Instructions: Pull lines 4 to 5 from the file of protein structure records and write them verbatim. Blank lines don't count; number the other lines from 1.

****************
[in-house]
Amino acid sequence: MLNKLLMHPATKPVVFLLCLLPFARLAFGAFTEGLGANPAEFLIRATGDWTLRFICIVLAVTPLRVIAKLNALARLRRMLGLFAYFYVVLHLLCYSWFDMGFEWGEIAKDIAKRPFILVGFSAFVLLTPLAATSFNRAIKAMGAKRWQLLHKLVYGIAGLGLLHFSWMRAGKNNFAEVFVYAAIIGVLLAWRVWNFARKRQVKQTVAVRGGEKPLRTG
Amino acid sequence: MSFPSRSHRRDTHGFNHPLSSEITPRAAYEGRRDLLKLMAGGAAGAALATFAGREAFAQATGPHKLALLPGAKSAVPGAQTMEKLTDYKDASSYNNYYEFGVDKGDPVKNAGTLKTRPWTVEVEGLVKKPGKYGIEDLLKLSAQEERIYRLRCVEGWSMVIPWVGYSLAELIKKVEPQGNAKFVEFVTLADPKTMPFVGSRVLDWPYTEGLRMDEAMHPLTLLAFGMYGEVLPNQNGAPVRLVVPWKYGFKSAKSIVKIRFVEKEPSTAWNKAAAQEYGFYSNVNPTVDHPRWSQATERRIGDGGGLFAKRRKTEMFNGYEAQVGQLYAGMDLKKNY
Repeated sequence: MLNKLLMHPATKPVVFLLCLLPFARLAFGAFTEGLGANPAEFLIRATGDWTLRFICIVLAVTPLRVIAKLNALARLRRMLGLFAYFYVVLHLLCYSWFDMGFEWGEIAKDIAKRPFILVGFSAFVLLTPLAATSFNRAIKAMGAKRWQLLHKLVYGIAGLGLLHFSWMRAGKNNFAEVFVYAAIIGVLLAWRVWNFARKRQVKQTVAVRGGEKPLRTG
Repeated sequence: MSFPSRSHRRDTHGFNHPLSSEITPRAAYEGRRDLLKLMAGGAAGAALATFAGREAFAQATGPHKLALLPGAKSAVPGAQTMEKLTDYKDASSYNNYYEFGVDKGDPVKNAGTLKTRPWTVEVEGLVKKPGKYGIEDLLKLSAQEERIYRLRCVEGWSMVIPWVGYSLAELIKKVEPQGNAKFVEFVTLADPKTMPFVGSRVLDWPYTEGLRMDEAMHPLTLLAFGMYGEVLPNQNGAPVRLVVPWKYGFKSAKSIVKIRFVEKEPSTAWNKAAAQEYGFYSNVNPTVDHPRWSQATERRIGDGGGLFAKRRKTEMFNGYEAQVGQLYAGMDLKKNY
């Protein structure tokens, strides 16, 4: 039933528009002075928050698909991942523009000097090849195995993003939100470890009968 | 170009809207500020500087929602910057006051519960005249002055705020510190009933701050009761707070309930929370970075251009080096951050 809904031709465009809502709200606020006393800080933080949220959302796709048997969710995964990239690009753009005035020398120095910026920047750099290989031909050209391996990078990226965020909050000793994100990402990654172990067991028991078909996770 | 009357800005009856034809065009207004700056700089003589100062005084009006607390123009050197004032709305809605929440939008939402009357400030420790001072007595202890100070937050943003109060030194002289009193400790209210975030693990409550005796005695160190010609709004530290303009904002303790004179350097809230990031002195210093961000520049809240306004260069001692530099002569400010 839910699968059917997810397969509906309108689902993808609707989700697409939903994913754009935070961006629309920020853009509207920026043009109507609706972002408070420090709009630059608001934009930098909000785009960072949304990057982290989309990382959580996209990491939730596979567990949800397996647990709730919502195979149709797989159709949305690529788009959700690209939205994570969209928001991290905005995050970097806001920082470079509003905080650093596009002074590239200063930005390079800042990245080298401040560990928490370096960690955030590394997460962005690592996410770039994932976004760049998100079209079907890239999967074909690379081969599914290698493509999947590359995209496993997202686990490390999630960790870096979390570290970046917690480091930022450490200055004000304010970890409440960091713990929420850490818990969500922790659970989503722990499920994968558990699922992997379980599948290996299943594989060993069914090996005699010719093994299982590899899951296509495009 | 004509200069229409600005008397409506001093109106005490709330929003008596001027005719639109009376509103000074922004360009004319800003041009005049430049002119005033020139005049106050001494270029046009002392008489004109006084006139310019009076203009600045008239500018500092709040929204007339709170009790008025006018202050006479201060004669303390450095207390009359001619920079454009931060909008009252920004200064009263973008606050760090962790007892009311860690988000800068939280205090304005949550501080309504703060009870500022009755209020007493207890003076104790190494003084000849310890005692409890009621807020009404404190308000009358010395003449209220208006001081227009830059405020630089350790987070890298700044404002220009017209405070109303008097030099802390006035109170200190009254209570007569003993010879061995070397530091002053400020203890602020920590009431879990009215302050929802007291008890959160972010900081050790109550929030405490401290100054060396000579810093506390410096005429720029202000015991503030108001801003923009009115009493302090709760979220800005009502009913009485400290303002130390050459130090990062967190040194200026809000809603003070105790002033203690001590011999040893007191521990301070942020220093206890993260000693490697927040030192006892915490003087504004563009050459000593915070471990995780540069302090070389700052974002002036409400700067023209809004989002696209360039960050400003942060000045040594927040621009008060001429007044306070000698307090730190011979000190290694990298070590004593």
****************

Repeated sequence: MLNKLLMHPATKPVVFLLCLLPFARLAFGAFTEGLGANPAEFLIRATGDWTLRFICIVLAVTPLRVIAKLNALARLRRMLGLFAYFYVVLHLLCYSWFDMGFEWGEIAKDIAKRPFILVGFSAFVLLTPLAATSFNRAIKAMGAKRWQLLHKLVYGIAGLGLLHFSWMRAGKNNFAEVFVYAAIIGVLLAWRVWNFARKRQVKQTVAVRGGEKPLRTG
Repeated sequence: MSFPSRSHRRDTHGFNHPLSSEITPRAAYEGRRDLLKLMAGGAAGAALATFAGREAFAQATGPHKLALLPGAKSAVPGAQTMEKLTDYKDASSYNNYYEFGVDKGDPVKNAGTLKTRPWTVEVEGLVKKPGKYGIEDLLKLSAQEERIYRLRCVEGWSMVIPWVGYSLAELIKKVEPQGNAKFVEFVTLADPKTMPFVGSRVLDWPYTEGLRMDEAMHPLTLLAFGMYGEVLPNQNGAPVRLVVPWKYGFKSAKSIVKIRFVEKEPSTAWNKAAAQEYGFYSNVNPTVDHPRWSQATERRIGDGGGLFAKRRKTEMFNGYEAQVGQLYAGMDLKKNY